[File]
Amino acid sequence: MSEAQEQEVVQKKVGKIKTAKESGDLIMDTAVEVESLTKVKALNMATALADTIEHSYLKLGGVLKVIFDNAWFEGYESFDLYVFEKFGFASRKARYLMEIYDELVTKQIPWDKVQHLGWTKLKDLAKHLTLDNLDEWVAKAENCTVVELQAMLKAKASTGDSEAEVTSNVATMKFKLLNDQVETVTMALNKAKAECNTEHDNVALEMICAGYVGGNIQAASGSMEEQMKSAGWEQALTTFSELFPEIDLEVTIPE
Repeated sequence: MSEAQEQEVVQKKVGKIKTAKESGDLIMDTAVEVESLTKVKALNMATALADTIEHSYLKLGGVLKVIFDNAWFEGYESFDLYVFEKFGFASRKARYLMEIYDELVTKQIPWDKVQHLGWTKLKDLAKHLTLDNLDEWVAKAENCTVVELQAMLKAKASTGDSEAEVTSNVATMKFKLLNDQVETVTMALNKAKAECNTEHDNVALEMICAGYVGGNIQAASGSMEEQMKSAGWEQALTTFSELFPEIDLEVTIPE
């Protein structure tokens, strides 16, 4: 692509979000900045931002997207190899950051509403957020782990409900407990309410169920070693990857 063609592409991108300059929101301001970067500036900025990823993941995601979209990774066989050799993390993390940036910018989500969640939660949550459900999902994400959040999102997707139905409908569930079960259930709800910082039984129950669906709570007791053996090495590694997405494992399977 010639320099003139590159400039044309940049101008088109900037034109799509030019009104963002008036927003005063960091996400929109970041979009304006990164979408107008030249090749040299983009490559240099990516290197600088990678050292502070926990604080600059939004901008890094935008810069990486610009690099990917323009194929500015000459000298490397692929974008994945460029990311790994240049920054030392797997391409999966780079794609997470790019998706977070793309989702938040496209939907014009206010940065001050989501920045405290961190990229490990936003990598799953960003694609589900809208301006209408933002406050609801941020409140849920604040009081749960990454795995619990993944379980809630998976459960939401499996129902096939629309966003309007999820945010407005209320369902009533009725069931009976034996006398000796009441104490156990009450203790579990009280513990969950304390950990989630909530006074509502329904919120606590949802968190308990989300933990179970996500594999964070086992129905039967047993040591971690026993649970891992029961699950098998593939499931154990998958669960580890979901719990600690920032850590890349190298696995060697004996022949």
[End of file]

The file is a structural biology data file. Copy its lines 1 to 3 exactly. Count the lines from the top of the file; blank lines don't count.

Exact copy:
Amino acid sequence: MSEAQEQEVVQKKVGKIKTAKESGDLIMDTAVEVESLTKVKALNMATALADTIEHSYLKLGGVLKVIFDNAWFEGYESFDLYVFEKFGFASRKARYLMEIYDELVTKQIPWDKVQHLGWTKLKDLAKHLTLDNLDEWVAKAENCTVVELQAMLKAKASTGDSEAEVTSNVATMKFKLLNDQVETVTMALNKAKAECNTEHDNVALEMICAGYVGGNIQAASGSMEEQMKSAGWEQALTTFSELFPEIDLEVTIPE
Repeated sequence: MSEAQEQEVVQKKVGKIKTAKESGDLIMDTAVEVESLTKVKALNMATALADTIEHSYLKLGGVLKVIFDNAWFEGYESFDLYVFEKFGFASRKARYLMEIYDELVTKQIPWDKVQHLGWTKLKDLAKHLTLDNLDEWVAKAENCTVVELQAMLKAKASTGDSEAEVTSNVATMKFKLLNDQVETVTMALNKAKAECNTEHDNVALEMICAGYVGGNIQAASGSMEEQMKSAGWEQALTTFSELFPEIDLEVTIPE
């Protein structure tokens, strides 16, 4: 692509979000900045931002997207190899950051509403957020782990409900407990309410169920070693990857 063609592409991108300059929101301001970067500036900025990823993941995601979209990774066989050799993390993390940036910018989500969640939660949550459900999902994400959040999102997707139905409908569930079960259930709800910082039984129950669906709570007791053996090495590694997405494992399977 010639320099003139590159400039044309940049101008088109900037034109799509030019009104963002008036927003005063960091996400929109970041979009304006990164979408107008030249090749040299983009490559240099990516290197600088990678050292502070926990604080600059939004901008890094935008810069990486610009690099990917323009194929500015000459000298490397692929974008994945460029990311790994240049920054030392797997391409999966780079794609997470790019998706977070793309989702938040496209939907014009206010940065001050989501920045405290961190990229490990936003990598799953960003694609589900809208301006209408933002406050609801941020409140849920604040009081749960990454795995619990993944379980809630998976459960939401499996129902096939629309966003309007999820945010407005209320369902009533009725069931009976034996006398000796009441104490156990009450203790579990009280513990969950304390950990989630909530006074509502329904919120606590949802968190308990989300933990179970996500594999964070086992129905039967047993040591971690026993649970891992029961699950098998593939499931154990998958669960580890979901719990600690920032850590890349190298696995060697004996022949």